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impact. "Sea Level" will be designated by the instructor (usually the bottom of the block). NATOPS
discusses how to select an appropriate ditch heading. HWD's for operational flights usually contain
recommended ditch headings for use when the crew can not see the water surface. You should use all
information available to select a ditch heading but, due to the limitations imposed by Seagull blocks, the IP
may have to give you a ditch heading that will allow sufficient airspace to complete the maneuver.
Ditching is most likely to be caused by an uncontrollable fire, fuel starvation, or dual engine failure. If
ditching due to a low fuel state, complete the maneuver while power is still available on both engines. The
following must be carefully managed for a successful ditch:
NOTE: NATOPS provides an excellent discussion of ditching technique. The Ditching Checklist does not need to
be memorized. General quizzing by instructors about checklist items is encouraged, but students are not expected to
memorize these items.
Wings Level/Heading. It does not do any good to fly a perfect ditch if the airplane hits a wave
head-on. Ensure wings level prior to impact. A couple of degrees off heading will not make much
difference, but cartwheeling on impact could prove fatal.
Rate of descent. The airframe will absorb much of the impact, but not all of it. Excessive rates of
descent greatly reduce the survivability of the ditch. The vertical deceleration will be almost instant
on water impact. The greater the rate of descent, the higher the instantaneous G-load experienced by
the crew.
Airspeed. Do not get slow. The recommended airspeed provides a safety margin to ensure
controllability of the aircraft. Since the aircraft decelerates in the horizontal over a longer period of
time, slightly higher airspeeds are still survivable.
If power is available, there is no reason to hit the water out of the parameters. If your ditch is not looking
good, add power, climb up a couple hundred feet, and start over.
Power Available (Both Engines). This situation would most likely be caused by a fuel problem (leak,
poor planning, getting lost). Descend at a comfortable rate as you turn to the ditch heading. Complete the
ditching checklist and follow NATOPS ditching techniques. Remember, nose attitude controls airspeed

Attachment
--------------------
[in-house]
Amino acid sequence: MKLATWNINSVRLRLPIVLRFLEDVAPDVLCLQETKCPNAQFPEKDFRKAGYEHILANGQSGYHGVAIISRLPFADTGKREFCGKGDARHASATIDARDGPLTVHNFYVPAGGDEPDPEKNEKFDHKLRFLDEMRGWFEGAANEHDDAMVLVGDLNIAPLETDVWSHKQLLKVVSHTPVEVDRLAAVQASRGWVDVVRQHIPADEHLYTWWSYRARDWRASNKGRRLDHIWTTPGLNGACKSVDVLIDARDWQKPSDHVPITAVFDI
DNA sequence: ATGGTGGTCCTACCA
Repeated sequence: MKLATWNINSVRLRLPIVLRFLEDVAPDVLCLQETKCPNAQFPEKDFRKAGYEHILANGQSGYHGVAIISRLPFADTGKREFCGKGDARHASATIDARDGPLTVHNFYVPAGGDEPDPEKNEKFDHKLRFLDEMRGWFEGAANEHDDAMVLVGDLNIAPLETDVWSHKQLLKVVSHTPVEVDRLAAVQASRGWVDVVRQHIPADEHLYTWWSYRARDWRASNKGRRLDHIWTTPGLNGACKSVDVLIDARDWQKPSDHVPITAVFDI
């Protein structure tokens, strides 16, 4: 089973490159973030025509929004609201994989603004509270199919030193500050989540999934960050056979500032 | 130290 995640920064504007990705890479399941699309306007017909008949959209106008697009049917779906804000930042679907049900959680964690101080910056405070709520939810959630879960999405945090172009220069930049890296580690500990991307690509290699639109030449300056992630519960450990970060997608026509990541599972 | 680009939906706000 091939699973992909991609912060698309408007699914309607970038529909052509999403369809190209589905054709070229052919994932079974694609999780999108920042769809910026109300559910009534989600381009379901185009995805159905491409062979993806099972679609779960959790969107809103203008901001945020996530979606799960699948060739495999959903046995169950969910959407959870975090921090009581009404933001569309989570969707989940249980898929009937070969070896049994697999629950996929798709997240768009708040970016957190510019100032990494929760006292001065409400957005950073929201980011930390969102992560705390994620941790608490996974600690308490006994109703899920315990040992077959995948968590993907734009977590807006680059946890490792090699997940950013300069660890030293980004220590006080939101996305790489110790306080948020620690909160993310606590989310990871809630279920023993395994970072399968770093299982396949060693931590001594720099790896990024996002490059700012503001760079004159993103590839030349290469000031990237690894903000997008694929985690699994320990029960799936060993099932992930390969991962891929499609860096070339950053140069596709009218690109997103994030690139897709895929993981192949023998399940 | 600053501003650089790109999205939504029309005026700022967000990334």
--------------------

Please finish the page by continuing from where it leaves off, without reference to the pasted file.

and power controls rate of descent. The Vertical Speed Indicator (VSI) lags, so concentrate on airspeed,
allow the VSI to settle out and make required power adjustments. Utilize trim so the aircraft does the work.
Power Available (Single-engine). May be caused by an uncontrollable fire or other catastrophic engine
failure. Time may be more critical since the fire may damage flight controls and/or structural integrity.
Make an emergency descent as appropriate (if you are already close to the water a full blown emergency
descent might increase your workload unnecessarily, but do make an effort to get down quickly). Select a
ditch heading and complete the Ditching Checklist. Follow the NATOPS ditching technique. The single-
engine ditch is essentially the same as the two-engine ditch. Power still controls rate of descent and nose
attitude still controls airspeed. Keep the ball centered.
Power off. The first priority after a dual engine failure is to attempt to regain the use of one or both
engines. The altitude/airspeed at the time of the power loss will determine if this is an option. There are
two airspeeds of concern to power off glide. Maximum range glide is 130 KIAS. Maximum endurance
glide is 102 KIAS. Use nose attitude to slow to the appropriate airspeed. At low altitude you may have to
slow to 102 KIAS (an overtemp may occur on the restart if N2 [propeller speed] falls below 2200 RPM).
Attempt a restart with the appropriate checklist. If the restart is unsuccessful, use your nose attitude to
transition to maximum range glide (130 KIAS) as you complete the Emergency Shutdown (minimum first
three items as altitude permits) and Ditching Checklists. Follow the NATOPS ditching technique. The
idea is to trade airspeed for rate of descent.
Area Departure. Prior to departing Seagull for Cabaniss (NGW) call "Cabaniss landing" on channel 15.
Note the runway, altimeter, and number of aircraft in the pattern (5 maximum). Report your side number
and Estimated Time of Arrival (ETA) to Cabaniss. Select channel 1 for ATIS (if planning a Shamrock or
Lima recovery) and note the runway in use at NGP. If a VFR transition is not possible, terminate with
Seagull and contact Corpus Approach on Channel 6 for an IFR clearance. The Cabaniss-8 coded flight
plan is an IFR clearance designed to allow you descend to VMC conditions and enter Cabaniss. If
proceeding VFR, call Seagull when approaching the descent radial. The report shall include "approaching

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